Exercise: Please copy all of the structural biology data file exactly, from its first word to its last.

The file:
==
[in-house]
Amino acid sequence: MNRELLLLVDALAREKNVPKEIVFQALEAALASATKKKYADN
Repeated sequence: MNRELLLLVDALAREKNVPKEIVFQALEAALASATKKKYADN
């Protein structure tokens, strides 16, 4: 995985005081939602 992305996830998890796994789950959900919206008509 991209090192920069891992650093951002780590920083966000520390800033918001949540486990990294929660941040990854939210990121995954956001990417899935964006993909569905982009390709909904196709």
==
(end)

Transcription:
[in-house]
Amino acid sequence: MNRELLLLVDALAREKNVPKEIVFQALEAALASATKKKYADN
Repeated sequence: MNRELLLLVDALAREKNVPKEIVFQALEAALASATKKKYADN
């Protein structure tokens, strides 16, 4: 995985005081939602 992305996830998890796994789950959900919206008509 991209090192920069891992650093951002780590920083966000520390800033918001949540486990990294929660941040990854939210990121995954956001990417899935964006993909569905982009390709909904196709």